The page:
“We’ve set up a dedicated unit, which sits between myself and another senior colleague, our Director of Audiences and Media – so effectively our CMO to put it in those terms – and that’s an Audience Lab to look at some of these emerging technologies in the longer term, about how they create new opportunities for different kinds of experience.
“Ultimately an arts organisation, a cultural institution – we’re about delivering amazing experiences. Experiences, you can’t get anywhere else. The potential to take those experiences into a virtual reality, or a mixed reality, where the rules for ballet, for example, don’t have to be the rules of the real physical world – and what possibilities that might open up for creative people of the calibre of Wayne McGregor, our resident choreographer for the Royal Ballet, and the curiosity and intelligence he brings to his work.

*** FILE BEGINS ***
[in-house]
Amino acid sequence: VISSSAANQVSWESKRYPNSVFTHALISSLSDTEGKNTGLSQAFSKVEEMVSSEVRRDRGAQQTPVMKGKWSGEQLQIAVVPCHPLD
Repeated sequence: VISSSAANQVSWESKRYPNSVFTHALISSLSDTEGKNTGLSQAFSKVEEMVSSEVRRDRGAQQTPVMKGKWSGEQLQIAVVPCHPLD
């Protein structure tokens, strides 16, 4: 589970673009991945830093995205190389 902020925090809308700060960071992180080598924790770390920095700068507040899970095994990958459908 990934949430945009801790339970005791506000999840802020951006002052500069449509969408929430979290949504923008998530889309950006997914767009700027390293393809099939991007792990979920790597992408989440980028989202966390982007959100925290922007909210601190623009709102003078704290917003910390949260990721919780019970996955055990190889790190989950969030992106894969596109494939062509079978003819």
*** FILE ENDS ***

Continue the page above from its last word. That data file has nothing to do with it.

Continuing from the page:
“Wayne is one of the people working with the Audience Labs team on a number of emerging projects around immersive technology. We’re going to be in a position to announce those more publicly later in 2019.
“Both on the the ballet side, and also on the opera side, the potential for immersive technologies is just super exciting. That cuts across the creative industries, not just the performing arts. A number of peer organisations are looking at these areas, increasingly, as a way of bringing the magic of live performance or visual arts into literally a different reality.”
McFadden also added that he was taking a lead on technology sustainability initiatives at Covent Garden, something that had also been embedded in aspects of the Open Up project. He also called on CIOs and CTOs, and indeed anyone in a position of influence, with a powerful message that they could make a difference on some of society’s most burning issues.
“One of the other responsibilities I’ve got now at the Opera House is kind of being the lead on what we’re doing in terms of sustainability,” McFadden said. “And as a major cultural institution, that’s something we take very seriously; we ought to be an example to the sector. In the Open Up project, that was very much the approach we took.
“Any CIO or CTO has the opportunity to make a big difference there. I’m sure a lot of us are thinking about that.